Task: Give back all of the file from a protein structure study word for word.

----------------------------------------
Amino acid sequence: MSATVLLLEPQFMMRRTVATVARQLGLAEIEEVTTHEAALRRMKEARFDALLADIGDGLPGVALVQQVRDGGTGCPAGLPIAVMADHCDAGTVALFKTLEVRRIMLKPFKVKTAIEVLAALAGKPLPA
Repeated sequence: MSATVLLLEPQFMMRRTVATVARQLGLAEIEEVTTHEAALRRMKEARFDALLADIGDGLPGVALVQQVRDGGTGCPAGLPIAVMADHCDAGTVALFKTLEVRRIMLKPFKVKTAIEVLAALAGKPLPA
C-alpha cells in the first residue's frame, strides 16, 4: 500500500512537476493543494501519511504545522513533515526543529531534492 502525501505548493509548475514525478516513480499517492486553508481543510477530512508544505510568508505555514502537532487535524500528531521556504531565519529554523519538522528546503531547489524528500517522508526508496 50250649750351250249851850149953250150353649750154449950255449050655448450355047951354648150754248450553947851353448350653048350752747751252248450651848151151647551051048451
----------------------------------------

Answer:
Amino acid sequence: MSATVLLLEPQFMMRRTVATVARQLGLAEIEEVTTHEAALRRMKEARFDALLADIGDGLPGVALVQQVRDGGTGCPAGLPIAVMADHCDAGTVALFKTLEVRRIMLKPFKVKTAIEVLAALAGKPLPA
Repeated sequence: MSATVLLLEPQFMMRRTVATVARQLGLAEIEEVTTHEAALRRMKEARFDALLADIGDGLPGVALVQQVRDGGTGCPAGLPIAVMADHCDAGTVALFKTLEVRRIMLKPFKVKTAIEVLAALAGKPLPA
C-alpha cells in the first residue's frame, strides 16, 4: 500500500512537476493543494501519511504545522513533515526543529531534492 502525501505548493509548475514525478516513480499517492486553508481543510477530512508544505510568508505555514502537532487535524500528531521556504531565519529554523519538522528546503531547489524528500517522508526508496 50250649750351250249851850149953250150353649750154449950255449050655448450355047951354648150754248450553947851353448350653048350752747751252248450651848151151647551051048451